Frequently Bought Together
Customers Who Bought This Item Also Bought
|1. A Reflection|
|2. Play For Today|
|4. In Your House|
|6. The Final Sound|
|7. A Forest|
|9. At Night|
|10. Seventeen Seconds|
Originally a goth-flavored post-punk outfit, The Cure evolved into one of the truly seminal bands of the '80s, and ultimately one of modern rock's most celebrated and influential acts. Guided by creative visionary Robert Smith, The Cure's signature sound balances dreamy pop savvy and poetic lyricism with a dark, brooding intensity. The band's first four groundbreaking albums-newly remastered-are a series of masterpieces that laid the groundwork for their phenomenal and enduring popularity. Fusing superbly crafted songs with charged emotional depth from the very beginning, The Cure's early catalogue, as upgraded by Rhino, is ready to be revisted. 2006.
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Top Customer Reviews
1. A Reflection
A short keyboard instrumental. The main melody is simple, comprised of three chords that any novice could play within minutes. But much like the rest of the album, its strength lies in its simplicity. It's a haunting little piece, and should give you the idea that this album will be a lot different from their debut.
2. Play For Today
This is one of two singles from the album, and it's not tough to see why. It's the most accessible song on the album, built around a rather catchy and energetic/punk-ish guitar melody. It sounds like "Jumping Someone Else's Train"'s cousin, only darker, better, and more personal; the lyrics delve into the mind of somebody involved in an insincere relationship.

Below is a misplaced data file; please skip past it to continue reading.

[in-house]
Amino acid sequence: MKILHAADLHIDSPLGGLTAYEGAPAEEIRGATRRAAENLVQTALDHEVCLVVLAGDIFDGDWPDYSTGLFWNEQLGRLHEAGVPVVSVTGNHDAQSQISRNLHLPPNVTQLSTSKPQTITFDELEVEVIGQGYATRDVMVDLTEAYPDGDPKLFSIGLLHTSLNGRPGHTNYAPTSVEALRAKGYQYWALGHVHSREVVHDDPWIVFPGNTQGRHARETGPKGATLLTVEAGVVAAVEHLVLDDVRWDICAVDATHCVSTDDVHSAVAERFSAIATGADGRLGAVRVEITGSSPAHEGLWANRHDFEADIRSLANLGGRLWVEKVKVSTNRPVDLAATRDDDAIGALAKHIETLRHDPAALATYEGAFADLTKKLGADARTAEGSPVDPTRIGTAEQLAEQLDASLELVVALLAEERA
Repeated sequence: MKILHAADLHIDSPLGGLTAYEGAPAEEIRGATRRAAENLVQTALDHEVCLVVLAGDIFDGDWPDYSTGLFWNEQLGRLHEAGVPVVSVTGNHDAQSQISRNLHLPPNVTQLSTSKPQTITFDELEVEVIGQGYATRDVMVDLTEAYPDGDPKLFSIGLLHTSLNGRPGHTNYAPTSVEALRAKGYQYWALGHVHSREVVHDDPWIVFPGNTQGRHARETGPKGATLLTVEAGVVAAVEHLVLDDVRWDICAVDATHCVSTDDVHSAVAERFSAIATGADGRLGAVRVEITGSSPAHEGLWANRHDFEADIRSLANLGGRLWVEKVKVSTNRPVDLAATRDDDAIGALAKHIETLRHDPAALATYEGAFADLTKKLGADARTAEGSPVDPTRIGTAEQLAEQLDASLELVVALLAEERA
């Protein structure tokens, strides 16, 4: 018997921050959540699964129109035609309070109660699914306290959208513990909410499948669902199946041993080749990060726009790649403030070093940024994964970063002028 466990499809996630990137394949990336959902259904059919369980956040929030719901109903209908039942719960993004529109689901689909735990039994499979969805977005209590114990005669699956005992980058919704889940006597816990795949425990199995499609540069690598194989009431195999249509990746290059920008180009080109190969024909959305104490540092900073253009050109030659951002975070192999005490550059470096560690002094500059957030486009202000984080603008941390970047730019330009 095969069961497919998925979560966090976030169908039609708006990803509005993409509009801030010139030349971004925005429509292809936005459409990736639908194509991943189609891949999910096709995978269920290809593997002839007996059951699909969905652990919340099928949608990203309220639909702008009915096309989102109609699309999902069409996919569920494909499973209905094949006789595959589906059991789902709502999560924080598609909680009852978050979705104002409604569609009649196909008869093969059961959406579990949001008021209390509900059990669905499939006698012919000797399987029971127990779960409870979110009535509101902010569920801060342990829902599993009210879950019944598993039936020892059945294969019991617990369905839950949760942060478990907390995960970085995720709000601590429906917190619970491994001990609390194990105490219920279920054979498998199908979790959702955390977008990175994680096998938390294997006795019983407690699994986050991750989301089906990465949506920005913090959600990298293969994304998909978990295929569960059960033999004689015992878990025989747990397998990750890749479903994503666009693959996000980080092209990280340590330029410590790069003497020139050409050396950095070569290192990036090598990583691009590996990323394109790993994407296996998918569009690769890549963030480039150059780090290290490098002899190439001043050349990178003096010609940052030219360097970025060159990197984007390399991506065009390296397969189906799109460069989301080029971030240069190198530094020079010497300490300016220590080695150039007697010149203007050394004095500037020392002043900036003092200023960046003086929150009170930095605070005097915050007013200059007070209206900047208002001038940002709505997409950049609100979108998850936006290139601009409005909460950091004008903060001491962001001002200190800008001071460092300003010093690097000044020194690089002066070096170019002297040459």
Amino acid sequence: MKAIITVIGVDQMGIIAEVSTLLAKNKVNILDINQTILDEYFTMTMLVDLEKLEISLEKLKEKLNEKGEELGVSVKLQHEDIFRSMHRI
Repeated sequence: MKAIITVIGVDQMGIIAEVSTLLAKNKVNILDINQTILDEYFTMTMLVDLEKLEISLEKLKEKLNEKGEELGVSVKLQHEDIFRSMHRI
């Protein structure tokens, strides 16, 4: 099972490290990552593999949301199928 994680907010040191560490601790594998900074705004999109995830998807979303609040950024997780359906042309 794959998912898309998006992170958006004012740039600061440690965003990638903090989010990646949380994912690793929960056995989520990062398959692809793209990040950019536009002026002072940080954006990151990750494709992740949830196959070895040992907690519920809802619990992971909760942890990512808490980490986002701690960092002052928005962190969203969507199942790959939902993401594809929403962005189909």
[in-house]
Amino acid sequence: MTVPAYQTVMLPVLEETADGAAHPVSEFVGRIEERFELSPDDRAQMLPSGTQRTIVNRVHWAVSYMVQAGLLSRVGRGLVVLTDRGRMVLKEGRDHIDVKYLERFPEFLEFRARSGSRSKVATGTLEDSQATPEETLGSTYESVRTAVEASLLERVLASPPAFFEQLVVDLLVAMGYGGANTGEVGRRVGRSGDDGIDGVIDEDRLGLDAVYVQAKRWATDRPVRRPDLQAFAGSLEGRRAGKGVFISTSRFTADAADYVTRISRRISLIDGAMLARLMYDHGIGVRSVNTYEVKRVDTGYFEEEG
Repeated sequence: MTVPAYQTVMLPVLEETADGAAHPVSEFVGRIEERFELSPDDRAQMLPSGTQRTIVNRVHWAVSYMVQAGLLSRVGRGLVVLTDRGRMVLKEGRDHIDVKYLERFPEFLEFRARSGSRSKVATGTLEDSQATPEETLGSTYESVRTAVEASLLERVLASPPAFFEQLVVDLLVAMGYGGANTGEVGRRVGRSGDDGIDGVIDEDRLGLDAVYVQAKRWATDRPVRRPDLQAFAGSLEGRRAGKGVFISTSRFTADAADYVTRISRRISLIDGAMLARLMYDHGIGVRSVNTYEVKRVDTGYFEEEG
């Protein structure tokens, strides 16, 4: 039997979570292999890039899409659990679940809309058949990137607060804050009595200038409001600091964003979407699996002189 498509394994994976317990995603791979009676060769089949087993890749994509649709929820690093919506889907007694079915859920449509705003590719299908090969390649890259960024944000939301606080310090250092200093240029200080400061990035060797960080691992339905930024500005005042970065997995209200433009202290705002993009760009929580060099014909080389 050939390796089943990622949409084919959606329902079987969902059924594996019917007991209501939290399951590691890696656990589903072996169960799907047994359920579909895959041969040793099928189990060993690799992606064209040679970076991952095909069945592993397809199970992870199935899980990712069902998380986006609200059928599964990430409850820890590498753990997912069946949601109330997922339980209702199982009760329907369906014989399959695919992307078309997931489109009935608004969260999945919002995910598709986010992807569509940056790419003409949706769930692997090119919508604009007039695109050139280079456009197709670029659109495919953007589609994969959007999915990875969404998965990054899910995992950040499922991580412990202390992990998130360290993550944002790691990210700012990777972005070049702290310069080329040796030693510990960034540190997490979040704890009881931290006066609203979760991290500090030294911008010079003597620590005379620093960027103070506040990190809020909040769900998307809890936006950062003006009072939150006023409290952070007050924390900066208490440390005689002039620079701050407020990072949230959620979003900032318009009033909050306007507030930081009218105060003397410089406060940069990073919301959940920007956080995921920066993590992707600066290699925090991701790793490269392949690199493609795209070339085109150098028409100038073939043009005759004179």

A great song, built around a thick bass line. It carries a tense tone throughout.
4. In Your House
Another great song, with one of the catchier guitar melodies on the album. Again, atmospheric and haunting. You'll probably think every song sounds the same the first time you listen to this - I did as well.Read more ›
"Seventeen Seconds" is a marvel of an album. It's classic moping Cure, yet upon further, deeper listens, one may become intrigued by the curious flow of the tracks from beginning to end.
Does anyone else out there wonder if there's a story being told with this album? After listening to it several times, I began to wonder if maybe it's a soundtrack to an "unknown" tale of childhood death. Listening to "Seventeen Seconds" invokes images of two children, a boy and girl, playing together in their lovely, yet strikingly lonely house. One thing leads to another and the kids find themselves leaving home to explore the world outside their bedrooms.
Could there be a stalker in the woods who preys on children? Could there be an escaped murderer trekking around the quiet, wooded neighborhood that wouldn't think twice about taking advantage of curious children?
There's something horribly wrong with the atmosphere in "Seventeen..." and I can't help but consider scenarios like the ones I've shared above. Even song titles flow like a list of chapters of a murder mystery novel. "Reflection" could be the lament of the murderer looking back to the horrible deeds he committed long ago on these poor children. The "Play for Today" would represent the children then having fun with each other before making the mistake of leaving home.